Several tech companies and trade groups released statements and messaging campaigns this week warning against the consequences of antitrust legislation due to be marked up Thursday.
Google’s Chief Legal Officer Kent Walker wrote a blog post Tuesday arguing the American Innovation and Choice Online Act, introduced by Democratic Sen. Amy Klobuchar and Republican Sen. Chuck Grassley, and the Open App Markets Act, introduced by Republican Sen. Marsha Blackburn and Democratic Sen. Richard Blumenthal, could break popular services like Google Search, as well as degrade security and privacy.
“The bills could hamper our ability to integrate automated security features if other companies offer similar features,” Walker wrote. “For example, we might be prevented from automatically including our SafeBrowsing service and spam filters in Chrome and Gmail to block pop-ups, viruses, scams and malware.”
The Klobuchar-Grassley bill is a companion to House legislation led by Democratic Rep. David Cicilline and Republican Rep. Ken Buck designed to prevent online platforms like Amazon, Facebook, Apple’s App Store and Google from prioritizing their own goods and services. If passed, the bill would prevent major tech companies from mandating that businesses pay for priority placement on their platform and collecting data on businesses to disadvantage their products.
The Blumenthal-Blackburn bill is intended to prevent app stores, including Google Play and Apple’s App Store, from requiring developers to use the tech giants’ in-app payment systems as a condition of distribution.
Walker also argued the bills “would give the Federal Trade Commission and other government agencies unprecedented power over the design of consumer products,” and that the bills could degrade innovation.
Walker’s security concerns were echoed by Apple, who sent a letter to lawmakers Tuesday raising potential security issues that would result from the legislation, according to CNBC.
“The bills put consumers in harm’s way because of the real risk of privacy and security breaches,” the letter reportedly said. “In addition to making privacy and security protections nearly impossible to defend, the bills would actually allow predators and scammers to sidestep Apple’s privacy and security protections completely.”
Apple argued the bills would require it to “sideload” apps, or allow apps on its devices to be downloaded from outside its App Store, which it argued could allow unvetted apps containing malware and other risks to consumers.
Klobuchar’s office disputed the allegations in a statement to CNBC.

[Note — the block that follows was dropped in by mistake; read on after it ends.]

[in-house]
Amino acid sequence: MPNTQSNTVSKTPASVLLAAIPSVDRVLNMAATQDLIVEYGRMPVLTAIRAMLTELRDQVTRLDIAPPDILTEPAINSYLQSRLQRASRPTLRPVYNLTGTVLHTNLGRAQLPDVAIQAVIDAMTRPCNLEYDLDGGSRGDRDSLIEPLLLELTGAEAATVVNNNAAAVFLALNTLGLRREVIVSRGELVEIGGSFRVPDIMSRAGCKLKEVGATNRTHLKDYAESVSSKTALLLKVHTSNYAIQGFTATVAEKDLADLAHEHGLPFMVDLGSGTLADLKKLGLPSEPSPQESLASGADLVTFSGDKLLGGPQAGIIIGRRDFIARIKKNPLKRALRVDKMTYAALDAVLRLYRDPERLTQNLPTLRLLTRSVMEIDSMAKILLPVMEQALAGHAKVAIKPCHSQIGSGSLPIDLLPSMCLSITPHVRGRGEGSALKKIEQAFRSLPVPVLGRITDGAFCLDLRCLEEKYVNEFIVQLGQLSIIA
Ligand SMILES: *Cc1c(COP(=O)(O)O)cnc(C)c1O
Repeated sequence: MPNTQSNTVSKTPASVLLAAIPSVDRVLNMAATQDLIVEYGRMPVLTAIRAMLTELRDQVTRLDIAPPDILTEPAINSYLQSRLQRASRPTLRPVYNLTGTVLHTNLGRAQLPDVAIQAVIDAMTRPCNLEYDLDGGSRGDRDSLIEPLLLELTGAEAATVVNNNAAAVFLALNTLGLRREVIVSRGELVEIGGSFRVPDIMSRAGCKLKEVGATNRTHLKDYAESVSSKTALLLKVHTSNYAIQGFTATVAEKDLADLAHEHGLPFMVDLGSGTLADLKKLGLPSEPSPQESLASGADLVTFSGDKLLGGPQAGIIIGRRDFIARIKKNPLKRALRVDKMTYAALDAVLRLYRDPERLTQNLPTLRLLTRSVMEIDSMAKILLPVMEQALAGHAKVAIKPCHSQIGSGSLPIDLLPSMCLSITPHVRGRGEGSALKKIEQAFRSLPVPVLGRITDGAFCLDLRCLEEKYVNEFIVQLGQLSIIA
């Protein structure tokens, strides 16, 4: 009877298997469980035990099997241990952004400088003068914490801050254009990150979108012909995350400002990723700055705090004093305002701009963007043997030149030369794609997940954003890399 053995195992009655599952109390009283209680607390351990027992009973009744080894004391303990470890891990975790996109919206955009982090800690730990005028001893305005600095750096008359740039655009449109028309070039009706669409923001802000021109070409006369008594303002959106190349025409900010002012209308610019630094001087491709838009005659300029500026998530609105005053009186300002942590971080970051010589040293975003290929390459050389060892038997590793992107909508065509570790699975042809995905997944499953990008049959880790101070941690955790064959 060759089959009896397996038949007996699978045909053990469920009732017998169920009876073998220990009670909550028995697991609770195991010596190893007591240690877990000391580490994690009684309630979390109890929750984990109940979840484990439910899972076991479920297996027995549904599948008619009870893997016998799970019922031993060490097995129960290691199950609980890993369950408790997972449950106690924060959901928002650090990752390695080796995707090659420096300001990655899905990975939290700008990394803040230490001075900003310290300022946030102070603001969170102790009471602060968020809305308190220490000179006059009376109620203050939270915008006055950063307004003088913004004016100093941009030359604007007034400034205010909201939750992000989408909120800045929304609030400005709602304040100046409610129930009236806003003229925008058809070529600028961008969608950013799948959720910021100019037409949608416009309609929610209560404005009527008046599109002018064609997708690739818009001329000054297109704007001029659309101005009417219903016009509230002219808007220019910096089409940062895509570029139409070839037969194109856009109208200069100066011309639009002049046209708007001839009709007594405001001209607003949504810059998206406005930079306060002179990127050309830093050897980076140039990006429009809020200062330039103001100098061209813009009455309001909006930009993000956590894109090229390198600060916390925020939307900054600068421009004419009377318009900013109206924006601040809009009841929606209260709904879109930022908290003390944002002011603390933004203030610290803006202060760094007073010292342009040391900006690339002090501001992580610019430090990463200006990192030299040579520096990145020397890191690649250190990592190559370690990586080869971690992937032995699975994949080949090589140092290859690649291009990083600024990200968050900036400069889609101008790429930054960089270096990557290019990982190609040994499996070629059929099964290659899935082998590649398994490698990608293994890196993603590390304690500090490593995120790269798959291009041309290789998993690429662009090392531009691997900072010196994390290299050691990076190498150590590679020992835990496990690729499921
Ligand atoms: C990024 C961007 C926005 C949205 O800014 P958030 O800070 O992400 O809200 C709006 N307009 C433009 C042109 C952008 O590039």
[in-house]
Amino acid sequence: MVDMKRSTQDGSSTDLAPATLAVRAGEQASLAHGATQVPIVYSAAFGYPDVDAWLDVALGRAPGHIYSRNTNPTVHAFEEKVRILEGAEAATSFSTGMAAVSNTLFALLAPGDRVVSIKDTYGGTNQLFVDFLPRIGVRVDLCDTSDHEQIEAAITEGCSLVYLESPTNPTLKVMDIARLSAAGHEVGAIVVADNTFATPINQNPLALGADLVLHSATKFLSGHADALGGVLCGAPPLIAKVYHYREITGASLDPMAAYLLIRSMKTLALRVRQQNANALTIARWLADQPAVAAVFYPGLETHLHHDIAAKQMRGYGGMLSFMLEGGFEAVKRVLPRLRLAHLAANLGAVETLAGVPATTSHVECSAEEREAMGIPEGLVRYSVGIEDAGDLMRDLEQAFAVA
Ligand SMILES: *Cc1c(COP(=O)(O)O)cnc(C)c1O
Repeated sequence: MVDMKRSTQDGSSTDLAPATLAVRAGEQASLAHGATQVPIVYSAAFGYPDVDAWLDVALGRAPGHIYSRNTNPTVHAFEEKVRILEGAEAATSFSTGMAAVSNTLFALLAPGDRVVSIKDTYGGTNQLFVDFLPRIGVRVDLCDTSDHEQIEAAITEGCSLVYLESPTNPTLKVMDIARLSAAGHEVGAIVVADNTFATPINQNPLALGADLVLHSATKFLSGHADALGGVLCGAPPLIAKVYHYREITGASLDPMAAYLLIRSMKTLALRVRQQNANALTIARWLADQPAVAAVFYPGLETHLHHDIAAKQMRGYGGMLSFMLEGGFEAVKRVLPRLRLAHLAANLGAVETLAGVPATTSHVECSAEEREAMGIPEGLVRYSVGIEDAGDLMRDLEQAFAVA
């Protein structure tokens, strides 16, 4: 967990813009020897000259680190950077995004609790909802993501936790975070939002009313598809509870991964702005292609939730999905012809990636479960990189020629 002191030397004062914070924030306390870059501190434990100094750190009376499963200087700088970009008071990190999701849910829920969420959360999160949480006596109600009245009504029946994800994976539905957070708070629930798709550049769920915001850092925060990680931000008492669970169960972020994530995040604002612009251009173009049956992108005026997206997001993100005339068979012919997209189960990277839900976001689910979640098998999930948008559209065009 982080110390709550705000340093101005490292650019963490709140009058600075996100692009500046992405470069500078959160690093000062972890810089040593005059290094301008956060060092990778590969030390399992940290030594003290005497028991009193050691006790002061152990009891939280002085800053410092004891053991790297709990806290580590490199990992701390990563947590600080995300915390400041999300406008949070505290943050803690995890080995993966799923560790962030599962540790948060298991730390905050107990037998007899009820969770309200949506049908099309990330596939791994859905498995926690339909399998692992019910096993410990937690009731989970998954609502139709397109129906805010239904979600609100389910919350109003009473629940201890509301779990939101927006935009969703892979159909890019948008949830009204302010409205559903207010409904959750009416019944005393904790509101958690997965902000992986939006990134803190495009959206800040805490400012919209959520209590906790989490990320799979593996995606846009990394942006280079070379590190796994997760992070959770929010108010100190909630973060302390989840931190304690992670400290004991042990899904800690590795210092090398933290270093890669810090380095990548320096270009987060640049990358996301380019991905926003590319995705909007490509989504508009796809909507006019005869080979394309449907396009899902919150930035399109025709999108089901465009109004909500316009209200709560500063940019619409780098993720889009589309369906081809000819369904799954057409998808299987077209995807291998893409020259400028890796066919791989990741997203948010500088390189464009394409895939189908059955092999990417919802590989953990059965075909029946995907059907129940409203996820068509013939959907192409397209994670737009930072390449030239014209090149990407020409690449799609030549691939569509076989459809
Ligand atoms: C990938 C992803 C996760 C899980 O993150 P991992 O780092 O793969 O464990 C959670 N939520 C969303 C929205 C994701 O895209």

“All of Apple’s arguments about ‘sideloading’ really amount to a desperate attempt to preserve their app store monopoly, which they use to charge huge fees from businesses they are competing against,” a spokesperson for her office told the outlet. “Let’s be clear – this multi-trillion dollar company is more that capable of protecting privacy and security while still giving consumers greater choice by allowing competition. The legislation includes strong provisions that all platforms to safeguard user privacy and security.”
Several trade groups representing major tech companies have also launched campaigns, claiming the bills would destroy consumer-friendly services.
The Computer and Communication Industry Association’s (CCIA) initiative, called “Don’t Break What Works,” argues the bills threaten to break popular services including Amazon Prime, Amazon Basics, Google Maps and others. CCIA launched an ad campaign Wednesday claiming the bills would stall U.S. technological innovation.
Lawmakers’ offices shared manager’s amendments to the American Innovation and Choice Online Act with tech companies on Wednesday, intending to address some of the main issues with the bill; however, Walker said the amendments fail to properly address security concerns and solve none of the chief problems Google has with the legislation.
“At the end of the day legislators could come to a conclusion that more competition is worth that increased security risk, but to make that determination you first have to acknowledge that there is a trade-off,” Dirk Auer, director of Competition Policy at the International Center for Law & Economics, told the Daily Caller News Foundation.
Several dozen smaller tech companies have issued statements in support of the bills, with a group including Yelp, Patreon, Y Combinator and Proton Technologies signing onto an open letter to Senate Judiciary Committee Chairman Dick Durbin and Ranking Member Grassley urging the committee to approve Grassley’s bill.
“For too long, dominant technology companies have made it difficult for other businesses to compete in the digital marketplace by abusing their gatekeeper status to give themselves and their partners preferential treatment and access on their platforms,” the letter read. “The Committee must act now to restore competition to the digital marketplace by voting “aye” on favorably reporting Senate Bill S. 2992, the American Innovation and Choice Online Act.”
The bills are scheduled to be marked up Thursday. Klobuchar and Grassley did not respond to the Daily Caller News Foundation’s request for comment.
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